(CN) — Modesto defense attorney Frank Carson, acquitted of an alleged murder-for-hire plot in the 2012 death of Turlock resident Korey Kauffman, filed a federal lawsuit against several law enforcement officials, claiming they lied to procure an arrest warrant, withheld evidence of his innocence and forced confessions in order to frame him for murder and destroy his reputation.
Carson, since his arrest in August 2015, has been vehement in his assertion that the entire case was itself retaliation against him for their frustration at “a series of high-profile courtroom defeats and accusations of corruption,” according to a statement released by his defense team of Gwilliam, Ivary, Chiosso, Cavalli & Brewer.
Shortly after Kauffman’s body was found in the Stanislaus National Forest in 2013, Carson alleges the Stanislaus County DA office, including Birgit Fladager, DA Supervisor Marlissa Ferreira, and Chief Deputy DA David Harris, “concocted a fanciful tale.”
That “tale” said Carson had “resorted to murder for hire,” and that antique thefts from his property gave them an opportunity to tie him to Kauffman’s murder, get back at him for their courtroom embarrassments and prevent him from winning an election against Fladager for her DA spot.
Despite the lack of physical evidence linking Carson to the murder, the complaint states, such as “blood, hair, clothing, fibers, fingerprints, spit, sweat, or any such thing,” Cory Brown, a member of the Stanislaus County Sheriff’s Department, went ahead with a 235-page Ramey Warrant, also authored by DA Investigator Kirk Bunch, and arrested Carson even though it “contained fabrications and omissions.”
Carson’s lawsuit, filed at the end of May, alleges that the warrant did not contain information about the lack of witness credibility and didn’t inform the judge that immunity deals were given in exchange for testimony against Carson.
Ferreira, according to the complaint, had told Carson’s wife, Georgia DeFilippo, and his stepdaughter, Christina DeFilippo, who were also arrested as accessories to murder, that their charges would be dropped if they gave testimony implicating Carson. A judge eventually released them both for lack of evidence, but they filed their own complaint for damages in 2018.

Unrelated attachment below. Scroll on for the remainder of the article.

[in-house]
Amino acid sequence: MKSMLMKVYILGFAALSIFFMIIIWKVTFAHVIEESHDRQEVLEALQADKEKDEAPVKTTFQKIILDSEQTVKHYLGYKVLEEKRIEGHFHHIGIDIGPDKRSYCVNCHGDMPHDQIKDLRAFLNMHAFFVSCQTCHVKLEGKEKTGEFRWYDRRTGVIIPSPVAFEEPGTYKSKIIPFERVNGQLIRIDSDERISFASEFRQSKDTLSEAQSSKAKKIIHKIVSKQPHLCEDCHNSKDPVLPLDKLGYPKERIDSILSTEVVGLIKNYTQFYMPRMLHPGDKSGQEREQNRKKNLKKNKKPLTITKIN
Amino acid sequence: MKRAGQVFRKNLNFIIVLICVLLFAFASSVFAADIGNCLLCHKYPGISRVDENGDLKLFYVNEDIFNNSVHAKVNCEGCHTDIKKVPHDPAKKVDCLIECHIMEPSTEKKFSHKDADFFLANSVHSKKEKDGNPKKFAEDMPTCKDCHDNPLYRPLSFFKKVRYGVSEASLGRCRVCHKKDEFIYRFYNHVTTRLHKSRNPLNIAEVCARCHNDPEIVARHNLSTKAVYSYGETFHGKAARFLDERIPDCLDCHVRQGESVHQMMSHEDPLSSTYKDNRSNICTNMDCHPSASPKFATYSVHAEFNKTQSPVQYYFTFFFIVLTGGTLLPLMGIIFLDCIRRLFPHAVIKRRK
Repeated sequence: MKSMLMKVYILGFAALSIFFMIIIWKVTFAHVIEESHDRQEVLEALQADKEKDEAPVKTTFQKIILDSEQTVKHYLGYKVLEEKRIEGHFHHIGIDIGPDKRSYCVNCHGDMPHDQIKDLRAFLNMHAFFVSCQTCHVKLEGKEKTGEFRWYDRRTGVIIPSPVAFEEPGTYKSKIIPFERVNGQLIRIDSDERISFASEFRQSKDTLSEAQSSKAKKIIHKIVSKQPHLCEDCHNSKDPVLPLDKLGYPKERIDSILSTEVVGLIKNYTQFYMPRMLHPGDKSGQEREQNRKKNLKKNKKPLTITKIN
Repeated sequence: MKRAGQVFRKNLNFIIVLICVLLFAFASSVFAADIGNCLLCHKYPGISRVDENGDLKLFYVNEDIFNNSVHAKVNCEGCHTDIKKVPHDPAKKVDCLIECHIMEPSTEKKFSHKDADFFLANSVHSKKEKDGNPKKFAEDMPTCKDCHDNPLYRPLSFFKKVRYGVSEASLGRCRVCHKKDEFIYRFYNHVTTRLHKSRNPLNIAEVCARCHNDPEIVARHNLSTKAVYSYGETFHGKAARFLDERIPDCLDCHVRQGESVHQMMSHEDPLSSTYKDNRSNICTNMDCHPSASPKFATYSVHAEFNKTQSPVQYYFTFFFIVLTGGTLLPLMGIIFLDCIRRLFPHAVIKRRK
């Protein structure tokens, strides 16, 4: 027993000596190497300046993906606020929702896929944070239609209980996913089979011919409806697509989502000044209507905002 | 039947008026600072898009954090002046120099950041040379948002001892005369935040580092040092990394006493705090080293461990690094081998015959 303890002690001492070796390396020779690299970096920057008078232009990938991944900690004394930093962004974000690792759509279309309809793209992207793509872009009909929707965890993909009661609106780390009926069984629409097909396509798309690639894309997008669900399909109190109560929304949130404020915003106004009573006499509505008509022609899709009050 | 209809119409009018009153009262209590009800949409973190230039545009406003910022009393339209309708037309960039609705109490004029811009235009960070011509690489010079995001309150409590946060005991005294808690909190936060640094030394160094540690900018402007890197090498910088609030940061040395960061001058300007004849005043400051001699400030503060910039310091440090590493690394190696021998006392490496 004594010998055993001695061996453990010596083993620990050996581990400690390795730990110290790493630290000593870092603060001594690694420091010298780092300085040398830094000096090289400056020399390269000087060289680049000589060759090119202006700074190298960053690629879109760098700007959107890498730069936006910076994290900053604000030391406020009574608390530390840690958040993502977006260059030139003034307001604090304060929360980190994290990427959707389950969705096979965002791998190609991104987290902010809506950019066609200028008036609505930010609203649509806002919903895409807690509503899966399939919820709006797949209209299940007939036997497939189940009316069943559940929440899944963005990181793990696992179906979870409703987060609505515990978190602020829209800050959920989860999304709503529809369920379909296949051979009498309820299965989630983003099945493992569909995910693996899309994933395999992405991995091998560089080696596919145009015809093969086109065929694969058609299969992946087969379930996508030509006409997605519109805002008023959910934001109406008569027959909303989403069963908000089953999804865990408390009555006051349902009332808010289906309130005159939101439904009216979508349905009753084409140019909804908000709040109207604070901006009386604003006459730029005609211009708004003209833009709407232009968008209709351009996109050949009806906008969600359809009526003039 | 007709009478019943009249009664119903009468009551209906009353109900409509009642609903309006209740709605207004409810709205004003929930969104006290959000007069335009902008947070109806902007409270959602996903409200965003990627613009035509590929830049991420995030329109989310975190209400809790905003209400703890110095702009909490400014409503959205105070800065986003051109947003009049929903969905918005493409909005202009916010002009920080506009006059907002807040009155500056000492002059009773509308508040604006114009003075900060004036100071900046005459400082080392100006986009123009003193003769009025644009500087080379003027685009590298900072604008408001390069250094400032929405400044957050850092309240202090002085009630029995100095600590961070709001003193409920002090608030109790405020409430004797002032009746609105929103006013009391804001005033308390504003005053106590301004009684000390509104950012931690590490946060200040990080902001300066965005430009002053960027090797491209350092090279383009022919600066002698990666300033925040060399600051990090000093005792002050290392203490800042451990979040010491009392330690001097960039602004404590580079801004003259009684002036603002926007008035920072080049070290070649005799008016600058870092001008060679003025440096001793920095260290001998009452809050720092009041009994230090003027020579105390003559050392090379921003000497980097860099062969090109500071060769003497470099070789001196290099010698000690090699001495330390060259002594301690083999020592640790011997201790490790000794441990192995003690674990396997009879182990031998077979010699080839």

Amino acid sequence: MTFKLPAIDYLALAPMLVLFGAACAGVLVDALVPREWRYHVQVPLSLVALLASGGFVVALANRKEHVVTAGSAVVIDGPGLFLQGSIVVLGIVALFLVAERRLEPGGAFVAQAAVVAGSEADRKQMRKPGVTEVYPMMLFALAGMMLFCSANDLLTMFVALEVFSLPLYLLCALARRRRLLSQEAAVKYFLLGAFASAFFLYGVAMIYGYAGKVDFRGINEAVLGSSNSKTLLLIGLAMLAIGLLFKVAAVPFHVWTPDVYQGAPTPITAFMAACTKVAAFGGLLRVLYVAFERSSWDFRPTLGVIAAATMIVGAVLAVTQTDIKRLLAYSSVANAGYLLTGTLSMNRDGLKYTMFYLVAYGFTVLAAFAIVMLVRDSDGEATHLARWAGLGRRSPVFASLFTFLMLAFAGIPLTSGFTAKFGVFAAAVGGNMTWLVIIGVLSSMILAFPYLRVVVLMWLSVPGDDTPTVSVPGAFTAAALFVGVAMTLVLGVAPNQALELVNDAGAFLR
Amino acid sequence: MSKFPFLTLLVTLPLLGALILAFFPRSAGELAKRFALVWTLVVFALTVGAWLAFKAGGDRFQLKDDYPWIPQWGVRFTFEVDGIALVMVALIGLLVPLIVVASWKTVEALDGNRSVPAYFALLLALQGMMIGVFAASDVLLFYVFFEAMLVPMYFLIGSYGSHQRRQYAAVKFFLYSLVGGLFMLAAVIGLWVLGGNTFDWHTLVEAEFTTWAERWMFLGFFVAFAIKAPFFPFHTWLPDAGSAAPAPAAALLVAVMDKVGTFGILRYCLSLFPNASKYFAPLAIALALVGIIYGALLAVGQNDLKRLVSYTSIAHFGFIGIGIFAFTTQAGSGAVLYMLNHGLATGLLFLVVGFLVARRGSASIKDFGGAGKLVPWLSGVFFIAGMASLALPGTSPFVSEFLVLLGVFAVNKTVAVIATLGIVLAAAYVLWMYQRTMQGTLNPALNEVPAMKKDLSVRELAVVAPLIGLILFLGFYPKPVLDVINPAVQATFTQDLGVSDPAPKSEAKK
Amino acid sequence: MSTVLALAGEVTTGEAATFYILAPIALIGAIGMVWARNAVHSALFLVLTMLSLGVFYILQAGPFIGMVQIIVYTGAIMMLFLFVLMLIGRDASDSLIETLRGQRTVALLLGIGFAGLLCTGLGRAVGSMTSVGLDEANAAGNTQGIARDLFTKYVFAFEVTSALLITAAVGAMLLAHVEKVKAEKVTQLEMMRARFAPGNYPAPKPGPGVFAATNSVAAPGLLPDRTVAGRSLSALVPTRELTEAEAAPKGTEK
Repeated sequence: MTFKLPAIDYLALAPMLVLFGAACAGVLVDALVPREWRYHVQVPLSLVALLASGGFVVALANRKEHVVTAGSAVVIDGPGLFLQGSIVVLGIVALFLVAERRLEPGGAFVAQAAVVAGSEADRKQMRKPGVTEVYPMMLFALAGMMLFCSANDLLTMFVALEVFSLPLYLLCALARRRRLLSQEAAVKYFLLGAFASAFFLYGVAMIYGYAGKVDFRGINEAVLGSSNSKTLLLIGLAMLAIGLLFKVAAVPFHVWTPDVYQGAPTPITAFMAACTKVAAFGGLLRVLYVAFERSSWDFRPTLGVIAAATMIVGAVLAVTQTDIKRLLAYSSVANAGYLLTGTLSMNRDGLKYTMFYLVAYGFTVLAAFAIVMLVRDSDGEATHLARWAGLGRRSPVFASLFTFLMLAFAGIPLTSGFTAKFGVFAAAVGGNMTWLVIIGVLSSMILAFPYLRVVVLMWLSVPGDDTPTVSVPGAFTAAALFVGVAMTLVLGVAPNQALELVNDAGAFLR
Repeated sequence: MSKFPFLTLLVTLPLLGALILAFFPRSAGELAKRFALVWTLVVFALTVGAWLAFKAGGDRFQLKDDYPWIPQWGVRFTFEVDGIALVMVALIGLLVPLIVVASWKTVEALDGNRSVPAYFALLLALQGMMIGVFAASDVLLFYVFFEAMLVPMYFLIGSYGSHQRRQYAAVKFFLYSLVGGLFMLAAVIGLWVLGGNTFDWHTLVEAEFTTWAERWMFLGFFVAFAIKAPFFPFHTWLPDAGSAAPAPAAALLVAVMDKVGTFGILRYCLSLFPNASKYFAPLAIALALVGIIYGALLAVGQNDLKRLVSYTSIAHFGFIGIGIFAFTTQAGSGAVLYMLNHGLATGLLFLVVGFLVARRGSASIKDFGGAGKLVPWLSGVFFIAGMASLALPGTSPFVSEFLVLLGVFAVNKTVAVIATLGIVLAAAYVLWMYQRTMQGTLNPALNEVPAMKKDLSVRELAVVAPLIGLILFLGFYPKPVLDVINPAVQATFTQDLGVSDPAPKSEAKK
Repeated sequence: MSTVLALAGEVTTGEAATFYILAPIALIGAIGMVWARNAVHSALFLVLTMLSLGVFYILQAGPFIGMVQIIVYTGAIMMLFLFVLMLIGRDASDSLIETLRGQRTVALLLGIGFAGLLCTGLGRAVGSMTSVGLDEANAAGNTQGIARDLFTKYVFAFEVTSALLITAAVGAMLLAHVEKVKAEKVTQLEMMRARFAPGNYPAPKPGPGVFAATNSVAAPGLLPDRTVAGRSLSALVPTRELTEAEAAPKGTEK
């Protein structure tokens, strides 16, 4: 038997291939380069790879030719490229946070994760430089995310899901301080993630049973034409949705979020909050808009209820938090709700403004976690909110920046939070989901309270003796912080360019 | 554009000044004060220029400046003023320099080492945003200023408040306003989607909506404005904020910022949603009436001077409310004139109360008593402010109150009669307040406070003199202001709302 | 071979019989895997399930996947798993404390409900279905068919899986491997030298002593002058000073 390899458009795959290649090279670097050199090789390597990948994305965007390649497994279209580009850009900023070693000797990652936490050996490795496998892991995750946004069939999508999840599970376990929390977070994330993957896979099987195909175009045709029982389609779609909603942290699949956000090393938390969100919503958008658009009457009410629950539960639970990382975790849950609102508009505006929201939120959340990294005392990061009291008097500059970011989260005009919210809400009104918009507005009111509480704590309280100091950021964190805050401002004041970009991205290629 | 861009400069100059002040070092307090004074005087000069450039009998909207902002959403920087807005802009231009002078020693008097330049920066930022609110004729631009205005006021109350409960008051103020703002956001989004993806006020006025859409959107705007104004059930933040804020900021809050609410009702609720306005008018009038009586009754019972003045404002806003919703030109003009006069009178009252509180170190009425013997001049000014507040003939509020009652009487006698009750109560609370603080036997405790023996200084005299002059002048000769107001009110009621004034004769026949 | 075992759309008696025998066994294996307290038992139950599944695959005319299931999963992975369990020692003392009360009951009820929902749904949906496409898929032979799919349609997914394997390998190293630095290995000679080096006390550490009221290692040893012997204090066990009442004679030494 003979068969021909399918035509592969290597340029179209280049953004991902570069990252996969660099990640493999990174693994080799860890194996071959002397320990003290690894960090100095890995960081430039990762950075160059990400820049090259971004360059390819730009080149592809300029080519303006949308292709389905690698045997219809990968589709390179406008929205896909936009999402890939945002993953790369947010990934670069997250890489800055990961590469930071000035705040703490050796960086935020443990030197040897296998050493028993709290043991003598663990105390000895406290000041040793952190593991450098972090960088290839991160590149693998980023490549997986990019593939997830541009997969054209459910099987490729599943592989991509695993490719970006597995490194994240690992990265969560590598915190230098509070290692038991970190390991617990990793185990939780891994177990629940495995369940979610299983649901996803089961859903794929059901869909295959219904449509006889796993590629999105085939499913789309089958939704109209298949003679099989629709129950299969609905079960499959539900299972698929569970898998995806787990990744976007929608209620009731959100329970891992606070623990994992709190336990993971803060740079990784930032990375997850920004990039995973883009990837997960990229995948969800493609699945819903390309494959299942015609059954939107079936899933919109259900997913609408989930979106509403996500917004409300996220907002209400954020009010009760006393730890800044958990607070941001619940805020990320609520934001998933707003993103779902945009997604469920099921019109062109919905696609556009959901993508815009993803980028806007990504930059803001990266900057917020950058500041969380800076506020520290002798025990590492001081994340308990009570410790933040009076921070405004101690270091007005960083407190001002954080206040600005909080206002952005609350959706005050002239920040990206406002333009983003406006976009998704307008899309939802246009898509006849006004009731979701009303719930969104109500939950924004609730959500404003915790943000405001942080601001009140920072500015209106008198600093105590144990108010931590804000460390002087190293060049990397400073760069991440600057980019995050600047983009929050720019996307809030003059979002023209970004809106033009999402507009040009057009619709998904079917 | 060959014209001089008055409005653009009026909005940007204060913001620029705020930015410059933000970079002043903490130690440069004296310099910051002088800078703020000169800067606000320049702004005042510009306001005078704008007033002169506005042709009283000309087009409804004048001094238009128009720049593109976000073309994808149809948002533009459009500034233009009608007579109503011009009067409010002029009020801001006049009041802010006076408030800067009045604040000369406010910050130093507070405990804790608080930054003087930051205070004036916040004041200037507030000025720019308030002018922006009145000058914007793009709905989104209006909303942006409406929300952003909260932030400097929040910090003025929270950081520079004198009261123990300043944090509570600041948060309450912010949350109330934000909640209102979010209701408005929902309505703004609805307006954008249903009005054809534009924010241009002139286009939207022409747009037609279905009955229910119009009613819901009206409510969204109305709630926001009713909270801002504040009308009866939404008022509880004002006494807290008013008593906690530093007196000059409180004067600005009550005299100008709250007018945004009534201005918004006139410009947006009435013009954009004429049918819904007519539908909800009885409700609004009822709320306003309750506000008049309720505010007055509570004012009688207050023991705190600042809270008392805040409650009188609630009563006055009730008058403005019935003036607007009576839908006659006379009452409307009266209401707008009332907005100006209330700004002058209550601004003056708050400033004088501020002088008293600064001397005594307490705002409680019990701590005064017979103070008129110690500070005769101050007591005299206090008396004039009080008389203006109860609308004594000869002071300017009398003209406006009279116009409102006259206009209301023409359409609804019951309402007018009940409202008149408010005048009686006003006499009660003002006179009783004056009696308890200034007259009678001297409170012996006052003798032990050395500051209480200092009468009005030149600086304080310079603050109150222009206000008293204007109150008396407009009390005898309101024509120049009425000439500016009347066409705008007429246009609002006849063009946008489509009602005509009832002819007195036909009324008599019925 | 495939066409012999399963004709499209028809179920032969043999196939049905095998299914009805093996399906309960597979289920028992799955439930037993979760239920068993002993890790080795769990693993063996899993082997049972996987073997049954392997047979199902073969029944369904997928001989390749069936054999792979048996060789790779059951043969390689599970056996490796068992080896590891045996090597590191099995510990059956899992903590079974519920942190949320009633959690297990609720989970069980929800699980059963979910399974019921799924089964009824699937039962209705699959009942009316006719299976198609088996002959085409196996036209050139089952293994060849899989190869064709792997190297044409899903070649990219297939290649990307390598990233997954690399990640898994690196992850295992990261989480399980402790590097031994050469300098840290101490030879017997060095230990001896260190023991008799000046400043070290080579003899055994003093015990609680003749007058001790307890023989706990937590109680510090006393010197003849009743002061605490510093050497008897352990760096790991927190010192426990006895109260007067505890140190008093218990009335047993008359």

The alleged murder-for-hire scheme at the heart of the DA’s case involved a supposed deal Carson had with brothers Baljit and Daljit Atwal, owners of the Turlock Pop-N-Cork liquor store, and one of their former employees, Robert Woody.
According to the complaint, Bunch, DA Investigator Steve Jacobson, and Modesto officer Jon Evers, during a seven-hour interrogation, coerced Woody, “a drug addicted felon,” to finger Carson as the main culprit in Kauffman’s murder despite “knowing full well it was false.”
It was then that “Woody’s statement morphed into the ridiculous allegation that Kauffman was shot on Carson’s Turlock property by one of the Atwals, who patrolled Carson’s property in exchange for Carson representing Woody in a minor criminal case,” according to the complaint.
The press release from Carson’s defense team states that “almost every witness that in any way implicated Frank Carson was a career criminal whose own criminal charges were dropped or significantly reduced in exchange for testimony against Carson.”
In addition to the arrests, the lawsuit alleges that officials ignored evidence that Carson’s neighbor Michael Cooley, a “career criminal, drug dealer and an informant,” was the last one to see Kauffman alive and had at one point even confessed to witnesses his involvement in the murder.
Jacobson, according to the lawsuit, has “a long history of animosity against (Carson) and has repeatedly been exposed as a liar by him in court.” Carson even sued Jacobson for assaulting him in a courthouse.
Along with Bunch, the complaint claims that Derek Perry, an officer with the Ceres police, had set up game cameras in the forest where Kauffman’s body was found and then destroyed video evidence that showed two marijuana growers, both of whom had ties to Kauffman, were seen in the area before details of the location went public.
Carson, who seeks millions in damages, said in a statement that he “has been fighting corruption in law enforcement my entire career, especially with the Stanislaus County DA … and I hope it causes Stanislaus County voters or councilmembers to clean house and make sure there is integrity at the DA’s office and in law enforcement.”
Carson’s lead counsel, J. Gary Gwilliam, said in that same statement that they “intend to hold (the defendants) fully accountable for the outrageous conduct that cost Frank Carson and his family their reputation and financial ruin.”
Gwilliam, reiterated that sentiment in an interview, saying that the case was “one of the worst prosecutions in the history of California.”
Gwilliam, who has been practicing law for over 50 years, added that he has “never seen anything like it.”
The Stanislaus County DA Office could not be reached for comment.